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 Post subject: Garrard 201 motors
PostPosted: Thu May 05, 2016 11:50 am 
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Victor III
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Location: Dover, UK
I was recently lucky enough to buy a near-mint example of this fabulous electric motor from a friend and fellow TMF member, and thought I'd start a thread. I bought this unit to install in one of my EMG Xbs (having already made a similar swap in the other one; both originally had Garrard AC4 motors and the mounting plate is the same).

Like the Garrard Super spring motor, the 201 was the absolute pinnacle of quality for the time. Garrard's previous electric motors were gear-driven to the spindle; one source suggests that eliminating noise from the intermediate drive was the main impetus for the 201, which is a direct-drive induction motor design with a conventional speed governor.

I hope others will add to and/or correct the information that follows, which I have gleaned from various scant sources over the last couple of years.

Known types, in approx. chronological order:
(First Garrard electric motors 1928)
201 (or 201A?) introduced in 1930? (patents 1928 and 1930) – at first 78rpm only
201-V (US market?)
At some point 33⅓ rpm was provided (for e.g. cinema use) *
201A, 201A/2 some had one, some two speed control levers
201B (after WWII) speed control panel projected further from platter (extension plate fixed to bedplate). Some late models had three speed control levers *
201/B/1,2,3
201/B/5, 201/B/5B
Garrard 301 introduced in 1954; the 201 may have continued in production for some time thereafter.

* and later 45 rpm - simply by long range of governer adjustment

Some models had an auto-stop mechanism.

Many examples were bought by the War Dept during WWII, and many by the BBC who either made or commissioned their own variants.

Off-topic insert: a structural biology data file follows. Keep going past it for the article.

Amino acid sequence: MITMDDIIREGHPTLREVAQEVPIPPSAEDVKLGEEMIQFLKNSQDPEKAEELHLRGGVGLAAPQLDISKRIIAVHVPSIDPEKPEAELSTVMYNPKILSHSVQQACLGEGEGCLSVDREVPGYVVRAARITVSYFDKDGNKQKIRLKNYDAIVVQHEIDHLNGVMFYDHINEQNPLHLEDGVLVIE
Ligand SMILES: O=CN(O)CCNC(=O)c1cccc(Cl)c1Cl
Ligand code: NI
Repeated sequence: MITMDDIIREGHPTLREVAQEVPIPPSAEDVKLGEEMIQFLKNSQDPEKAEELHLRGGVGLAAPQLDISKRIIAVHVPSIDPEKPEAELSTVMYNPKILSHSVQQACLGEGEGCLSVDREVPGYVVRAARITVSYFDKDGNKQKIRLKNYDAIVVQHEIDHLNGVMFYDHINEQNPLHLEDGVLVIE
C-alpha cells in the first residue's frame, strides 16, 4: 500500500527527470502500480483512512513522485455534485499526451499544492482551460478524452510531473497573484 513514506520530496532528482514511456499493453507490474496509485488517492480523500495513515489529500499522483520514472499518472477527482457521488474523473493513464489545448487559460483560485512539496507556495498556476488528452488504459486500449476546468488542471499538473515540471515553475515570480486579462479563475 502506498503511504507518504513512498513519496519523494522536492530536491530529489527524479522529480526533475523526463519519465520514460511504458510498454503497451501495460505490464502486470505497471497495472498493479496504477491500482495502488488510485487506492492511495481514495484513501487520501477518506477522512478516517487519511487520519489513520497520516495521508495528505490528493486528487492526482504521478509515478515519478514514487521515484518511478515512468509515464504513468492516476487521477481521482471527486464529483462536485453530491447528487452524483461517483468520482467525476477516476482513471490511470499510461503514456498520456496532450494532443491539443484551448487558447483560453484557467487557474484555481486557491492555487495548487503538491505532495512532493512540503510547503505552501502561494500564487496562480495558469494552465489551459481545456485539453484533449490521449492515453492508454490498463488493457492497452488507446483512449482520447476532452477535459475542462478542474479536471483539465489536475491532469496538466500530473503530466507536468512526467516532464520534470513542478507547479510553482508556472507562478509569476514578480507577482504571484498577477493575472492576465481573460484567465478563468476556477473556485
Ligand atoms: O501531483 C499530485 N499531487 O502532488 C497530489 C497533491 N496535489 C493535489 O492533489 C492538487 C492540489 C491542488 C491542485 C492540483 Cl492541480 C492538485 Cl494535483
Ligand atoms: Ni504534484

BCN thorn needles made to the original 1920s specifications
www.burmesecolourneedles.com


Last edited by Orchorsol on Fri May 06, 2016 6:58 am, edited 1 time in total.

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 Post subject: Re: Garrard 201 motors
PostPosted: Thu May 05, 2016 11:55 am 
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Victor III
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Location: Dover, UK
Various catalogue entries/adverts (the US one is dated 1949, and the 201/B/5 one 1953, at or near the end of production):


Attachments:
Garrard 201A.jpg
Garrard 201A.jpg [ 15.25 KiB | Viewed 2737 times ]
Garrard 201V.jpg
Garrard 201V.jpg [ 49.45 KiB | Viewed 2737 times ]
Garrard 201.B.5 1953 cat entry.png
Garrard 201.B.5 1953 cat entry.png [ 236.36 KiB | Viewed 2737 times ]
BCN thorn needles made to the original 1920s specifications
www.burmesecolourneedles.com


Last edited by Orchorsol on Thu May 05, 2016 12:04 pm, edited 1 time in total.
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 Post subject: Re: Garrard 201 motors
PostPosted: Thu May 05, 2016 11:57 am 
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Victor III
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Location: Dover, UK
An instruction leaflet:


Attachments:
IMG_0427.JPG
IMG_0427.JPG [ 1.8 MiB | Viewed 2735 times ]
IMG_0429.JPG
IMG_0429.JPG [ 1.74 MiB | Viewed 2735 times ]